- if it isn't on the list of modules, if a module or modules is incompatible, sometimes one module will work fine, or both will work fine by themselves, but when two modules are installed something is incompatible and you get memory errors, or the total amount of ram detected is not what it actually is by a long shot (a difference of 1 mb if you are not using onboard video, or the amount of ram shared with onboard video possibly plus 1 more mb, is of no concern).

BSOD can be caused by zillions of things.

If it BLACK screens, that's probably a hardware problem. One of the things that can do that is a faulty power supply.Check your PS.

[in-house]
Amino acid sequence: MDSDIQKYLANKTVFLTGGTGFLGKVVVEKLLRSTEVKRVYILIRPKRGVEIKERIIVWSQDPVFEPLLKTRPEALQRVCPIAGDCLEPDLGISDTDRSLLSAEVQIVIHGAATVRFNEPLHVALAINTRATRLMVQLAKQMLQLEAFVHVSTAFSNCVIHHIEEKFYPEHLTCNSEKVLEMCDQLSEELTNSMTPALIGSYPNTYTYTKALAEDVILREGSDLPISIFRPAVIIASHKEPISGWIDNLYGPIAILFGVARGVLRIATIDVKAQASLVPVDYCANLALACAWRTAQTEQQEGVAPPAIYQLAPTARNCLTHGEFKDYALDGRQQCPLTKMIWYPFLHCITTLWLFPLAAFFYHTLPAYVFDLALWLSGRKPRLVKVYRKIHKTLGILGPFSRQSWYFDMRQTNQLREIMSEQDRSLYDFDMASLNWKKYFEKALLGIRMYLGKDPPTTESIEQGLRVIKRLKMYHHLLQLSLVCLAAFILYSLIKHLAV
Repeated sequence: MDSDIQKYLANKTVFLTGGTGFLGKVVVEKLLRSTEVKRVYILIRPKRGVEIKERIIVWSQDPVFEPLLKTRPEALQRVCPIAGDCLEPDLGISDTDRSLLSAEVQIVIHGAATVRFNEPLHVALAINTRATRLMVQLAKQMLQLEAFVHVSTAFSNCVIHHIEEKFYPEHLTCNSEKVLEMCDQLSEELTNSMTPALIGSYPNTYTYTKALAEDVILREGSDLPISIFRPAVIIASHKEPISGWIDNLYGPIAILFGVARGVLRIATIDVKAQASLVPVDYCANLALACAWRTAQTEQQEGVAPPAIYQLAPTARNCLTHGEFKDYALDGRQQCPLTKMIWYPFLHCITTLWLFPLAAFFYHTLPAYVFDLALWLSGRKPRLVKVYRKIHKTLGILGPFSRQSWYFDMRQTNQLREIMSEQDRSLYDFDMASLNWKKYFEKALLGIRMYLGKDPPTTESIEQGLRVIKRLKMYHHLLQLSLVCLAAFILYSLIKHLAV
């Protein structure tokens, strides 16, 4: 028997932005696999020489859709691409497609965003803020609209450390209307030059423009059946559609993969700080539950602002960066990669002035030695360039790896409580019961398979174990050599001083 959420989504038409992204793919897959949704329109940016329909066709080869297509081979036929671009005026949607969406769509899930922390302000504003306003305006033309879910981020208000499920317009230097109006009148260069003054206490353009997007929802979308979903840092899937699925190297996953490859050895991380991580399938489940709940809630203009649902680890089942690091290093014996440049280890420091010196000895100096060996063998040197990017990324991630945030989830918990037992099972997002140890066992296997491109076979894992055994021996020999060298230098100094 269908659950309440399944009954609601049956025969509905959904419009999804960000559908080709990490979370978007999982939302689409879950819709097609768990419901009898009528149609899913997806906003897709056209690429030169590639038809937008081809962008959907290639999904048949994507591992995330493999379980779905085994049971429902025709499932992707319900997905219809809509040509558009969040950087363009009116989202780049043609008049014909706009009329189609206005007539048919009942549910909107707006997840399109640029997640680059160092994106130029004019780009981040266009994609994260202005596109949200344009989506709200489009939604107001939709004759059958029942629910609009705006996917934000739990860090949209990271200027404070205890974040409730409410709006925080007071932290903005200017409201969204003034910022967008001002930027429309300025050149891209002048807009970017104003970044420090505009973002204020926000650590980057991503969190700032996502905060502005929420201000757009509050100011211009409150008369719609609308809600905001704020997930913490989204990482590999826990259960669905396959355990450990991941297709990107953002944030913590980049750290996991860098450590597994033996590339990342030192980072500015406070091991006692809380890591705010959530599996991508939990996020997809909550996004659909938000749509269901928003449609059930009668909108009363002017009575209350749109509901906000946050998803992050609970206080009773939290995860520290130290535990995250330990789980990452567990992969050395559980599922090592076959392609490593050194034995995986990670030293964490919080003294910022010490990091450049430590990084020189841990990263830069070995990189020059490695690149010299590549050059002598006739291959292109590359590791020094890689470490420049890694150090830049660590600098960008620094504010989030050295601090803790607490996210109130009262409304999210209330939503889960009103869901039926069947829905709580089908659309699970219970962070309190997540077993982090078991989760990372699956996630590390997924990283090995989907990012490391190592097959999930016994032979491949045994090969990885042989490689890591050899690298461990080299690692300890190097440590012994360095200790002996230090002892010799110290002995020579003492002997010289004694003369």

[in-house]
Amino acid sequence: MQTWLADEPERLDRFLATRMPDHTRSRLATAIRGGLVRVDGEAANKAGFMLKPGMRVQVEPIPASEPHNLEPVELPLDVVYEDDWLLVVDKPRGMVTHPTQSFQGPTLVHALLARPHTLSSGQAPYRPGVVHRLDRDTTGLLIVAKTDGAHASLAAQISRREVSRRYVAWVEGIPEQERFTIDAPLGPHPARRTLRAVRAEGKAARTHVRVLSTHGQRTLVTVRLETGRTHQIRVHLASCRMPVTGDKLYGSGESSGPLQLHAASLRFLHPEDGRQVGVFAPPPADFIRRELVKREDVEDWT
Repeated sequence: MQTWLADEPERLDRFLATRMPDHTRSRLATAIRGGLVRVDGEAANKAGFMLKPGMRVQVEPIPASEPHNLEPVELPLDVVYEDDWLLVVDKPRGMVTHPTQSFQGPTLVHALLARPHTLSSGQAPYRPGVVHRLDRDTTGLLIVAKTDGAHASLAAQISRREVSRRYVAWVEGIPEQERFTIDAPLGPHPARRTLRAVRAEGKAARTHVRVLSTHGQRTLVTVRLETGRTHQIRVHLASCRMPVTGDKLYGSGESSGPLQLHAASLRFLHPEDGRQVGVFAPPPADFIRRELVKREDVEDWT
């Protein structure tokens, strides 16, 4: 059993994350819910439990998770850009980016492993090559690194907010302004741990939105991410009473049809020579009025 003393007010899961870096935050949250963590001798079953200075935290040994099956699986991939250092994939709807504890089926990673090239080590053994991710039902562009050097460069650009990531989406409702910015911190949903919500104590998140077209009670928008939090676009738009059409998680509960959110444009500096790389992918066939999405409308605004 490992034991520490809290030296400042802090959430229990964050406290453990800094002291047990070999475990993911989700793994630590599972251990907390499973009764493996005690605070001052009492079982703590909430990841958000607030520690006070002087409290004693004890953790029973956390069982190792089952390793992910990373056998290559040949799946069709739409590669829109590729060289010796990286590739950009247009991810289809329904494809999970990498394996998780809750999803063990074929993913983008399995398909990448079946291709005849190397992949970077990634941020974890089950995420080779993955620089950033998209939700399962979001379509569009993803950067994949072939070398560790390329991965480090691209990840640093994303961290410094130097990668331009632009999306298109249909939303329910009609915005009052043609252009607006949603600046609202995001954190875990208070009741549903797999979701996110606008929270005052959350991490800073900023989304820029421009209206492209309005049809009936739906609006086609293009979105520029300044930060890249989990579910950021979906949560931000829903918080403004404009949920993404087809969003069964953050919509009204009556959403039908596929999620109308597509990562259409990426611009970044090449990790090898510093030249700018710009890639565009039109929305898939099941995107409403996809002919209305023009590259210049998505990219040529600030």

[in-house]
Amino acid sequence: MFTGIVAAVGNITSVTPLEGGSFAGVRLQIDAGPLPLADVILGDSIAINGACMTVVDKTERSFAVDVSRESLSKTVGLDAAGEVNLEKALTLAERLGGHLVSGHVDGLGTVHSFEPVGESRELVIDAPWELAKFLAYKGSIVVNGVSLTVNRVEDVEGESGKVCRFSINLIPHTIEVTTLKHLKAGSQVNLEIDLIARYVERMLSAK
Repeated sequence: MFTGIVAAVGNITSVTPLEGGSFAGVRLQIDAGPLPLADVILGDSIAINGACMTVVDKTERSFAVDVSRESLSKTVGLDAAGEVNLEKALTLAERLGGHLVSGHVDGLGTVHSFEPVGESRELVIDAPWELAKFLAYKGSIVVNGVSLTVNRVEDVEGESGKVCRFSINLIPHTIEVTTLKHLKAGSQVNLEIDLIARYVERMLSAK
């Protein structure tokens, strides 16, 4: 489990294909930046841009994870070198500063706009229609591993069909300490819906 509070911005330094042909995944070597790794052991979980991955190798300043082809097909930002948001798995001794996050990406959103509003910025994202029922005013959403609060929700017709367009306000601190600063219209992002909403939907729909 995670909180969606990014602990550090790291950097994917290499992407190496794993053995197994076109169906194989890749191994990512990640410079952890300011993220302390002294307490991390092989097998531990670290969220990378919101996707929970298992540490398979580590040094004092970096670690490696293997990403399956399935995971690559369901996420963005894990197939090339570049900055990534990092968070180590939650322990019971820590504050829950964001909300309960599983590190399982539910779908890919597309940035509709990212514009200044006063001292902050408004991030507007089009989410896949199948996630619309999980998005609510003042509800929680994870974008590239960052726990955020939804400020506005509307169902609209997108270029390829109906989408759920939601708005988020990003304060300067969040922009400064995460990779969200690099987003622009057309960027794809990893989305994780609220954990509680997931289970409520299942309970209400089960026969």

See response 4 in this:
If it is a BLUE screen , does it give any details, or is there anything to click on that does?
If it BLUE or BLACK screens then it reboots....

Win XP is often set to reboot when it encounters an unrecoverable error.

To have XP display possibly display an error message instead of rebooting:

1. Click Start, and then right-click My Computer.
2. Click Properties.
3. Click the Advanced tab, and then click Settings under Startup and Recovery.
4. Under System failure, click to clear the Automatically restart check box.
5. Click OK, and then click OK.

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August 20, 2007 at 02:16:10

Check ALL your cable connectors inside AND outside the case are properly (tightly) inserted in the slots. I faced your trouble after five years of running without ONE problem due to a loose parallel printer connection. I found the cause only when the printer refused eventually to work (and I run lots of mem and hard drive tests with no results).